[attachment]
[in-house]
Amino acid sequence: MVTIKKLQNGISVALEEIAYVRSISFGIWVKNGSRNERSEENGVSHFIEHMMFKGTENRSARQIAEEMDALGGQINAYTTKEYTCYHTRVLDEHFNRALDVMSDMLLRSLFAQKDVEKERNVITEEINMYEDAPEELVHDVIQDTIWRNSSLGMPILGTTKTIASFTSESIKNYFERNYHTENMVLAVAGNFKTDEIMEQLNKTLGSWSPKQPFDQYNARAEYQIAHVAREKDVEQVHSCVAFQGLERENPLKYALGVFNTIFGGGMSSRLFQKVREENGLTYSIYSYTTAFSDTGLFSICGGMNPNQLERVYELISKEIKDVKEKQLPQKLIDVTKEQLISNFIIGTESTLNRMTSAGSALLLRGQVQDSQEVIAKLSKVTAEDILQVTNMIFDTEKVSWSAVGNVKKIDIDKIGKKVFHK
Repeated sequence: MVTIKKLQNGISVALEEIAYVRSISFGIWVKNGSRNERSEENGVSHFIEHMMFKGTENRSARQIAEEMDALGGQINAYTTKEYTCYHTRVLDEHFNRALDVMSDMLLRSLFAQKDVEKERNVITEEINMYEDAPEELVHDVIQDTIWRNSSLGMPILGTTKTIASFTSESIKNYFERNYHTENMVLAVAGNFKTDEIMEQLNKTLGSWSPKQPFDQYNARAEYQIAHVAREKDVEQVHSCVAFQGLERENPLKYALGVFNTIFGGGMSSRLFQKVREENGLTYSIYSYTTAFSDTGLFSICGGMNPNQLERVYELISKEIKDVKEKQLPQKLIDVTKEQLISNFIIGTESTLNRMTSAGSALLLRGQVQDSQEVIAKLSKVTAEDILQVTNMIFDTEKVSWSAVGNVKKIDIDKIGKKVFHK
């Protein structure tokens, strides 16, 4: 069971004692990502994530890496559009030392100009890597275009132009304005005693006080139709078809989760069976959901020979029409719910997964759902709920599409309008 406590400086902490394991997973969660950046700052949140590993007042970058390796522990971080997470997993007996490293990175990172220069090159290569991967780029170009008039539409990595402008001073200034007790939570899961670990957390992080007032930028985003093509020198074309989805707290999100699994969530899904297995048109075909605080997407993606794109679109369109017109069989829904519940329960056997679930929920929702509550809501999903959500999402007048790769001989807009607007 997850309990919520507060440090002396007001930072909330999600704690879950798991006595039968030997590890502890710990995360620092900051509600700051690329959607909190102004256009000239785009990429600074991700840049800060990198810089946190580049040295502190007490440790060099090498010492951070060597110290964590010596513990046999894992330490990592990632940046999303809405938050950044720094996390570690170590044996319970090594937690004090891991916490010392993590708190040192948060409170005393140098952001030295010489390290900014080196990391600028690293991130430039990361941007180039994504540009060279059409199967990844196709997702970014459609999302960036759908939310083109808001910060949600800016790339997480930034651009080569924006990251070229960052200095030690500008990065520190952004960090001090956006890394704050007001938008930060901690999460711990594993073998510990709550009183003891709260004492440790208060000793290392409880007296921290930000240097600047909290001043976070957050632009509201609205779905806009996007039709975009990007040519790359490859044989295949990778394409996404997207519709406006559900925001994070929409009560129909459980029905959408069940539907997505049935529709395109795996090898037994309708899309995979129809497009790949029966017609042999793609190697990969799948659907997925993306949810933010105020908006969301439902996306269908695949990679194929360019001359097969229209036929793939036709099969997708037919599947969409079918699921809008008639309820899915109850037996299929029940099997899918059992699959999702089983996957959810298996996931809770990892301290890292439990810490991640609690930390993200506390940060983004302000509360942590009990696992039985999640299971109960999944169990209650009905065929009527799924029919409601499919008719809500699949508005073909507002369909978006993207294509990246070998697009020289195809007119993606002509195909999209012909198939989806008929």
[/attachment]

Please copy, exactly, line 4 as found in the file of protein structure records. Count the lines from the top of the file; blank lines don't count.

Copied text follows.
């Protein structure tokens, strides 16, 4: 069971004692990502994530890496559009030392100009890597275009132009304005005693006080139709078809989760069976959901020979029409719910997964759902709920599409309008 406590400086902490394991997973969660950046700052949140590993007042970058390796522990971080997470997993007996490293990175990172220069090159290569991967780029170009008039539409990595402008001073200034007790939570899961670990957390992080007032930028985003093509020198074309989805707290999100699994969530899904297995048109075909605080997407993606794109679109369109017109069989829904519940329960056997679930929920929702509550809501999903959500999402007048790769001989807009607007 997850309990919520507060440090002396007001930072909330999600704690879950798991006595039968030997590890502890710990995360620092900051509600700051690329959607909190102004256009000239785009990429600074991700840049800060990198810089946190580049040295502190007490440790060099090498010492951070060597110290964590010596513990046999894992330490990592990632940046999303809405938050950044720094996390570690170590044996319970090594937690004090891991916490010392993590708190040192948060409170005393140098952001030295010489390290900014080196990391600028690293991130430039990361941007180039994504540009060279059409199967990844196709997702970014459609999302960036759908939310083109808001910060949600800016790339997480930034651009080569924006990251070229960052200095030690500008990065520190952004960090001090956006890394704050007001938008930060901690999460711990594993073998510990709550009183003891709260004492440790208060000793290392409880007296921290930000240097600047909290001043976070957050632009509201609205779905806009996007039709975009990007040519790359490859044989295949990778394409996404997207519709406006559900925001994070929409009560129909459980029905959408069940539907997505049935529709395109795996090898037994309708899309995979129809497009790949029966017609042999793609190697990969799948659907997925993306949810933010105020908006969301439902996306269908695949990679194929360019001359097969229209036929793939036709099969997708037919599947969409079918699921809008008639309820899915109850037996299929029940099997899918059992699959999702089983996957959810298996996931809770990892301290890292439990810490991640609690930390993200506390940060983004302000509360942590009990696992039985999640299971109960999944169990209650009905065929009527799924029919409601499919008719809500699949508005073909507002369909978006993207294509990246070998697009020289195809007119993606002509195909999209012909198939989806008929």